Expression of SLC26A4 in tissues other than the thyroid, inner ear and kidney and its role in I− transport and Cl−-dependent HCO3− secretion have not been examined. This is particularly relevant to salivary gland since large numbers of patients undergoing 131I− therapy to treat thyroid cancer develop dry mouth disease due to damage to their salivary glands (Mandel & Mandel, 2003). Salivary glands are unique among secretory epithelia with respect to I− transport and express the 2Na+–I− symporter (NIS) in the basolateral membrane of the duct (Josefsson et al. 2002). This suggests that salivary gland ducts can actively uptake I− and are damaged by the incorporated 131I− during therapy. This raises the question whether the salivary duct also expresses luminal SLC26A4 and is capable of active I− secretion. In a previous work we showed that the salivary gland duct expresses Slc26a6 (Ko et al. 2004) and that both Slc26a4 and Slc26a6 are regulated by CFTR when expressed in HEK cells (Ko et al. 2002). However, while Slc26a6 has a C-terminal PDZ ligand, SLC26A4 does not and thus it is not clear whether it is regulated by CFTR in vivo. In addition, expression of multiple SLC26 transporters in the same tissue raises the question of their specific role in I−, Cl− and HCO3− transport.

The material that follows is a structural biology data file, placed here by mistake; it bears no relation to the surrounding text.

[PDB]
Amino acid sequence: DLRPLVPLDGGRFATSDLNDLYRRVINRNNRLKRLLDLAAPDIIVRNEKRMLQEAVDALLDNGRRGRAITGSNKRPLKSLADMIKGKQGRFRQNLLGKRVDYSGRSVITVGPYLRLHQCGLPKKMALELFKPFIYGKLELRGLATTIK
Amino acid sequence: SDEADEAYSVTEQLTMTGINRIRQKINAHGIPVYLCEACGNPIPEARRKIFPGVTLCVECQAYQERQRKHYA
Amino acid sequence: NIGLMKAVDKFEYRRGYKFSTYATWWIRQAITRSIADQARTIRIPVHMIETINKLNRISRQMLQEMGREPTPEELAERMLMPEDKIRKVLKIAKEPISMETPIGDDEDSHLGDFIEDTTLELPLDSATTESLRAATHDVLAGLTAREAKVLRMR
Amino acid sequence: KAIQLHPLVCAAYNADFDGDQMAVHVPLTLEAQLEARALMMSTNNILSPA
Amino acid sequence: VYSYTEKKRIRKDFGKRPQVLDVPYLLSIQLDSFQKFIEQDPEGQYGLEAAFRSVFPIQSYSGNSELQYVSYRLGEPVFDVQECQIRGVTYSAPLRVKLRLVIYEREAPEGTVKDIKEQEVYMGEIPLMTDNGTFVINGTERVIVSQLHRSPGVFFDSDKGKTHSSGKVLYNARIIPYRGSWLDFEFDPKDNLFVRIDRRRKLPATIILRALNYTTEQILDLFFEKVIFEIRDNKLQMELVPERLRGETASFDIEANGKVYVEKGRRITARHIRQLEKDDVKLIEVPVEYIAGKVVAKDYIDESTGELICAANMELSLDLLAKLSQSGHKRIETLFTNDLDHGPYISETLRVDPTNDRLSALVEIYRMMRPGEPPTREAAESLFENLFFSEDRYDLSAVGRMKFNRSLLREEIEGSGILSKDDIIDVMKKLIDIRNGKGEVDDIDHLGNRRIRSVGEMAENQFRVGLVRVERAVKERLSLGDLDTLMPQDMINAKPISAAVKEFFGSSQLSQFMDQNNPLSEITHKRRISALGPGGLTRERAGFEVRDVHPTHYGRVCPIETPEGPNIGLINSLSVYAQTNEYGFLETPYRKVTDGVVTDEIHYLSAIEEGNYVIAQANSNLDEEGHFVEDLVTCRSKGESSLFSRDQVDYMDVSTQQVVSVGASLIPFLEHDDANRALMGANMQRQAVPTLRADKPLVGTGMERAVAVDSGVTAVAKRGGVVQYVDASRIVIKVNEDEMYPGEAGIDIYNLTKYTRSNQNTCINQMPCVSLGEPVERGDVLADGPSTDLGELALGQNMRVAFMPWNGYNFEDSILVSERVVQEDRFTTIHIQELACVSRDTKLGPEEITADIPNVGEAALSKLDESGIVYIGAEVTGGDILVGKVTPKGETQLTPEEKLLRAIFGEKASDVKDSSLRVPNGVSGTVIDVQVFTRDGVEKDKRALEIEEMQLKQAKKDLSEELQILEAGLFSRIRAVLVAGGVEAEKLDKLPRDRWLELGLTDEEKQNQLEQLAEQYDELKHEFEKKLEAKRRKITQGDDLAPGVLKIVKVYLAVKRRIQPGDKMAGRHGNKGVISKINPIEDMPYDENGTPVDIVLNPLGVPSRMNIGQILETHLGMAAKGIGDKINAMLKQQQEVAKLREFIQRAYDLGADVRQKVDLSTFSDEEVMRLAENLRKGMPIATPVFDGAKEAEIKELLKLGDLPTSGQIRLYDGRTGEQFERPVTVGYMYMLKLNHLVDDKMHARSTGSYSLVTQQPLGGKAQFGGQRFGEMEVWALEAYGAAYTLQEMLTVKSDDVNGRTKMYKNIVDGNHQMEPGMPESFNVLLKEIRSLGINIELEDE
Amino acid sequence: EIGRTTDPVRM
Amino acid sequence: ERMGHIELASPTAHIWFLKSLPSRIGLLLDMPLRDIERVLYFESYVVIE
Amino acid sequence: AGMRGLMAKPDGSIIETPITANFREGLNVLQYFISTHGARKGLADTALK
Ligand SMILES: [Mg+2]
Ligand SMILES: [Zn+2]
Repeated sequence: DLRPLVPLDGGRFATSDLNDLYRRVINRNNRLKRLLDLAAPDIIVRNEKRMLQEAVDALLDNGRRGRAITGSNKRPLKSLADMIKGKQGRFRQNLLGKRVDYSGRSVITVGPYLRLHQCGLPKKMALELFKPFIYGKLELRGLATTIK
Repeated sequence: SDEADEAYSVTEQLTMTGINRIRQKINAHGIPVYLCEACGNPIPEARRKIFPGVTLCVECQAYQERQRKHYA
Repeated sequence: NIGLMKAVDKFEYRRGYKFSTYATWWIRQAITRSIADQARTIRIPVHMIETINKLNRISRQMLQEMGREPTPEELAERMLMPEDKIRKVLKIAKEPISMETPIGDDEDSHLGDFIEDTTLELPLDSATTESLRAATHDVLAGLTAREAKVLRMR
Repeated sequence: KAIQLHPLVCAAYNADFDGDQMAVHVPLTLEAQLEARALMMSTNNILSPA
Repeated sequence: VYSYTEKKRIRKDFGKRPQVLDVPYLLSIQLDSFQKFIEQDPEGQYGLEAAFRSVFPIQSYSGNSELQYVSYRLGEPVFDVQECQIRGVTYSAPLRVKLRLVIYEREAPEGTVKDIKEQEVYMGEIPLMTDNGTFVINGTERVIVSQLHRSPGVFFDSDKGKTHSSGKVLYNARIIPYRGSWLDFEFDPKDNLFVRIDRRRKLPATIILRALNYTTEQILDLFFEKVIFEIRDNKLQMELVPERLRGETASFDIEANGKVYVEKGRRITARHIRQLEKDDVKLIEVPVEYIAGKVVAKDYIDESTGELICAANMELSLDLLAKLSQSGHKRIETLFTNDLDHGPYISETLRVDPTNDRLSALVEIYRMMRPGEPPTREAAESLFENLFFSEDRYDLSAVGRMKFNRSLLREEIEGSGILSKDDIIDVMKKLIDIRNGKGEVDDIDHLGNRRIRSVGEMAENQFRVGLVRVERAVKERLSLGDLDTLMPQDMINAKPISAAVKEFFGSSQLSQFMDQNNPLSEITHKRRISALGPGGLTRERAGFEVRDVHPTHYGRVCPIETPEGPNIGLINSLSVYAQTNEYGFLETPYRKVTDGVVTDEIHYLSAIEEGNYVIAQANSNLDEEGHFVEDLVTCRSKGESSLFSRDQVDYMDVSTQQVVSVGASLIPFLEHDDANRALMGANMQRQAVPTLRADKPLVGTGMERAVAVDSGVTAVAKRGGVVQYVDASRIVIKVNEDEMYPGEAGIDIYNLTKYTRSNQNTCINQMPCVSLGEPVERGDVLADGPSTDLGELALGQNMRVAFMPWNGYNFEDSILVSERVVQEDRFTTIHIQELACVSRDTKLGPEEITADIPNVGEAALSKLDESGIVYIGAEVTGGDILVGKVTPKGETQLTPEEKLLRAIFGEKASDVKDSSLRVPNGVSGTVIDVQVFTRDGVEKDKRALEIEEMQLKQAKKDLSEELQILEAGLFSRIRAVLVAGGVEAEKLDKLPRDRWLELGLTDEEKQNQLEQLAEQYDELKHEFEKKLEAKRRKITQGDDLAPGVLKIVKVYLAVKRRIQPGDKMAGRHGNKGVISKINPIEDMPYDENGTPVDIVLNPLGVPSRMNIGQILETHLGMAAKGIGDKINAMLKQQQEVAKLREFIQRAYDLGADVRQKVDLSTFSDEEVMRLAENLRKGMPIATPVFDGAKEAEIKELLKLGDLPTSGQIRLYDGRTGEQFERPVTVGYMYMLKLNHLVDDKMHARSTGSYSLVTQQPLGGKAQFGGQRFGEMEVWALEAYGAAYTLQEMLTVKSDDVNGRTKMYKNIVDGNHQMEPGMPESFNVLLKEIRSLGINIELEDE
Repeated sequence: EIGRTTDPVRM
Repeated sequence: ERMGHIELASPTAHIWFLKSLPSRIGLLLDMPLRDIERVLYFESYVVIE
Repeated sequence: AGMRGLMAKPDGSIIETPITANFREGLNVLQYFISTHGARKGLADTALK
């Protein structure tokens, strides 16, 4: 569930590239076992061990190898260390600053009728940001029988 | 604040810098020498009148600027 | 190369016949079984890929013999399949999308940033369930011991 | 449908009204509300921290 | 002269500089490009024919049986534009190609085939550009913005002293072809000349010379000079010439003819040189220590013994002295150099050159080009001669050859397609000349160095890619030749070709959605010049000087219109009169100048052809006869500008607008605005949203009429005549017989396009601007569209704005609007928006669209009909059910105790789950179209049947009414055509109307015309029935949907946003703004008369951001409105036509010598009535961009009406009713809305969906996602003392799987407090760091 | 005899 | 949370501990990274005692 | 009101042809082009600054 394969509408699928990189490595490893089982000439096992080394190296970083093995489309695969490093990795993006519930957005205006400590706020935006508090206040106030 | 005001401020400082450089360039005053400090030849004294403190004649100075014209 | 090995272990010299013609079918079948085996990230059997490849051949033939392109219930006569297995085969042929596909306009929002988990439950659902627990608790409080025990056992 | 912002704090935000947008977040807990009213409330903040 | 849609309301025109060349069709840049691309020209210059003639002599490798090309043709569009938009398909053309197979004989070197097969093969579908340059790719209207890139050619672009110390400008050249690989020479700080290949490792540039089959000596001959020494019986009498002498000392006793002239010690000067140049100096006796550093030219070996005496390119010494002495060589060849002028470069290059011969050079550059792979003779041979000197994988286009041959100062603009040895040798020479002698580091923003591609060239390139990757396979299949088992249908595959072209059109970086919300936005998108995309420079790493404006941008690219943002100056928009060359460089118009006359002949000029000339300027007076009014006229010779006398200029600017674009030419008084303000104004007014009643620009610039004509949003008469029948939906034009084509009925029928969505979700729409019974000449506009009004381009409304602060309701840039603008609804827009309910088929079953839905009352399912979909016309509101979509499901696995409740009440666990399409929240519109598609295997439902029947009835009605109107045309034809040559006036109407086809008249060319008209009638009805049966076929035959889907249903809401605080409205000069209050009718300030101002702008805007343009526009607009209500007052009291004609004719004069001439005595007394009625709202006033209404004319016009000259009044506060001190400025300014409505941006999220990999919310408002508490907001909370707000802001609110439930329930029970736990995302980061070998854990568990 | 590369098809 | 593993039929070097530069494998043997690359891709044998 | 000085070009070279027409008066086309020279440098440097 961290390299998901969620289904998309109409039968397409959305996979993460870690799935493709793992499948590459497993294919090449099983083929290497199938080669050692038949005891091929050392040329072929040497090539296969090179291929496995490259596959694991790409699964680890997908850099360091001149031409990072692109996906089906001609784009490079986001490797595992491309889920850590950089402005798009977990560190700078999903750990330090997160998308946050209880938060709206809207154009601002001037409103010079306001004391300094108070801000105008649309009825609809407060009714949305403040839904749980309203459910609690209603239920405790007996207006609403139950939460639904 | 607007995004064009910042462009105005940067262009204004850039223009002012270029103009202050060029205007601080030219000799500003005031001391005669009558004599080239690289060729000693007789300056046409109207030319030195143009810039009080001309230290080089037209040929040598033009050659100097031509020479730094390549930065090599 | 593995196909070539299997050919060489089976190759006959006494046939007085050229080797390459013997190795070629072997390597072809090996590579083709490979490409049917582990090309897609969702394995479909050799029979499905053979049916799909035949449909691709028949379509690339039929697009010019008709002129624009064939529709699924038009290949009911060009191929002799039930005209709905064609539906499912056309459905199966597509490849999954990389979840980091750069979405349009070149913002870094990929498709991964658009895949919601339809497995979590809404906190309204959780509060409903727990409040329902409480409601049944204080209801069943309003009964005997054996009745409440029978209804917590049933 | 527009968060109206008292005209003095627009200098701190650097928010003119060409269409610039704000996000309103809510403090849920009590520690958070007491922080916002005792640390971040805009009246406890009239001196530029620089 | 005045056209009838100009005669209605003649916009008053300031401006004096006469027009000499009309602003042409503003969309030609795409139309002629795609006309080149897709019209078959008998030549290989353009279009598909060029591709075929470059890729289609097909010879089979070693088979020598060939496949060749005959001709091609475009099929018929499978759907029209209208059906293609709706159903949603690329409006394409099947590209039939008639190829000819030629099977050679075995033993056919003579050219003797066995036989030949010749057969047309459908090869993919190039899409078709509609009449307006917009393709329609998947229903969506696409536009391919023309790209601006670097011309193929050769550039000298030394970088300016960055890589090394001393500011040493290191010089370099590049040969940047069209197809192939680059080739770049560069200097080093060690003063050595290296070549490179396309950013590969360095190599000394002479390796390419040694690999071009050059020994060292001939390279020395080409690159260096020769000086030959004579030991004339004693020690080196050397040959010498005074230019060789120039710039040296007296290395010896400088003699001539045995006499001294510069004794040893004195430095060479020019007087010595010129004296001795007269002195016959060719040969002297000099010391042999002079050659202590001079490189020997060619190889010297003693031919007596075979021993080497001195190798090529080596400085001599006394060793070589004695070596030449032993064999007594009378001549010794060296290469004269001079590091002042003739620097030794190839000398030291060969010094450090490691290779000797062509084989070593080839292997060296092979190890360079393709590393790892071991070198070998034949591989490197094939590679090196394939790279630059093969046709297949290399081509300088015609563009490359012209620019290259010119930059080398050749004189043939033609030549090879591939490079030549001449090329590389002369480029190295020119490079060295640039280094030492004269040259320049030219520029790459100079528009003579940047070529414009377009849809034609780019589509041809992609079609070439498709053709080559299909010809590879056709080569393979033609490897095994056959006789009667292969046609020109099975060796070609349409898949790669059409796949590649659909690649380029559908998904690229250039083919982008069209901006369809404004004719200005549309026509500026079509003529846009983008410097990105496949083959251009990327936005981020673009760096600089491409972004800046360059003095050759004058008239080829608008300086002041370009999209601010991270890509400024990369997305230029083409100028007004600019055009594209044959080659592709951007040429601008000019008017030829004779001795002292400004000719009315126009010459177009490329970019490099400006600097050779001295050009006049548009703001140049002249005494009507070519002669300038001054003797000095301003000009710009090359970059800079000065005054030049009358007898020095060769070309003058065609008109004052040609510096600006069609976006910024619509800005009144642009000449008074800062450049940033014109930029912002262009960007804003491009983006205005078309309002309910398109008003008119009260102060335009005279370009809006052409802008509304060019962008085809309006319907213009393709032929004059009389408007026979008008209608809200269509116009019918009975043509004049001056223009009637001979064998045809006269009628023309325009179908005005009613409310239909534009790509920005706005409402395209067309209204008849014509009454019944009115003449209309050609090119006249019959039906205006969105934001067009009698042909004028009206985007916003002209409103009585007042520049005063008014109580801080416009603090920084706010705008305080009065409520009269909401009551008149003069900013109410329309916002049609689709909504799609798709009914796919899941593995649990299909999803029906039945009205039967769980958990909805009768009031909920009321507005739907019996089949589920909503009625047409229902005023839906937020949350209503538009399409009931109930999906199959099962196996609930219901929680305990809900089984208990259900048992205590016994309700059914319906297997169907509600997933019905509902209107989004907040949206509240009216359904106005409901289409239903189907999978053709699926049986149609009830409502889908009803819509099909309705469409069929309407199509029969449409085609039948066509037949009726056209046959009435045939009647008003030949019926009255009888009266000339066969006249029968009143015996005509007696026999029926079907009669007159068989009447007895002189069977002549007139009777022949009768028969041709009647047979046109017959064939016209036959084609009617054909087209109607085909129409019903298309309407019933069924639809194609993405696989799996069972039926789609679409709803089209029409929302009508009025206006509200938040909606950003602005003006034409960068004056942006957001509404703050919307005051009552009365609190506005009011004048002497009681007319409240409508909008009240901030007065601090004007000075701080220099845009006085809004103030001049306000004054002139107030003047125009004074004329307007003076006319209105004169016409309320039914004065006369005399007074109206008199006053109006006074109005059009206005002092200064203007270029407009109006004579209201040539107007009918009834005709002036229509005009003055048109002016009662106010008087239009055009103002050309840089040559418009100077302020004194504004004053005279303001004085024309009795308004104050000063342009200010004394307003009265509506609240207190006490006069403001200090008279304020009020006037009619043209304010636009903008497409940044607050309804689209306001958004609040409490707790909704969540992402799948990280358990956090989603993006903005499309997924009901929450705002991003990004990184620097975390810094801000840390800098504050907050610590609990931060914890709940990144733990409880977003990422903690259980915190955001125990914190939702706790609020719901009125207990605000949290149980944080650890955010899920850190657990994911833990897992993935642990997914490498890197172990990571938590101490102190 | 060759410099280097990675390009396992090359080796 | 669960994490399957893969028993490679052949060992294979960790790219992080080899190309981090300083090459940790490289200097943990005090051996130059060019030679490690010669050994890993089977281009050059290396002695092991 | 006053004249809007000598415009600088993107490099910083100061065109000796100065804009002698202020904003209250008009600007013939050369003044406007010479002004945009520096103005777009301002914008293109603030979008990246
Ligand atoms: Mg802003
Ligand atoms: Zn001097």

Here, we used the Slc26a4−/− and Slc26a6−/− mice as model systems and report that the parotid duct expresses Slc26a4 in the luminal membrane and mediates active secretion of I− which is not regulated by CFTR. On the other hand, ductal luminal HCO3− transport is primarily mediated by Slc26a6 and is regulated by CFTR. Accordingly, deletion of Slc26a4 has no effect on CFTR function, whereas deletion of Slc26a6 results in dysregulation of CFTR activity in vivo. These findings highlight the selective role of the SLC26 transporters in vivo and suggest that stimulation of SLC26A4 should be considered as target for treatment of patients undergoing 131I− therapy.
The Hepes-buffered solution for ducts contained (mm): 140 NaCl, 5 KCl, 1 MgCl2, 1 CaCl2, 10 Hepes (pH 7.4 with NaOH) and 10 glucose. Cl−-free solutions were prepared by replacing Cl− with gluconate. I−-containing solutions were prepared by substituting Cl− with I−. HCO3−-buffered solutions were prepared by replacing 25 mm Na+ anion with 25 mm Na+–HCO3− and reducing Hepes to 2.5 mm. HCO3−-buffered solutions were gassed with 5% CO2 and 95% O2. Oocytes were in ND96 (mm): 96 NaCl, 2 KCl, 1.8 CaCl2, 1 MgCl2 and 5 Hepes, pH 7.5. The HCO3−-buffered solution contained (mm): 71 NaCl, 25 NaHCO3, 2 KCl, 1.8 CaCl2, 1 MgCl2 and 5 Hepes-Na, pH 7.5. Cl−-free medium was prepared by replacing Cl− with gluconate.
Expression of SLC26A4 in Xenopus oocytes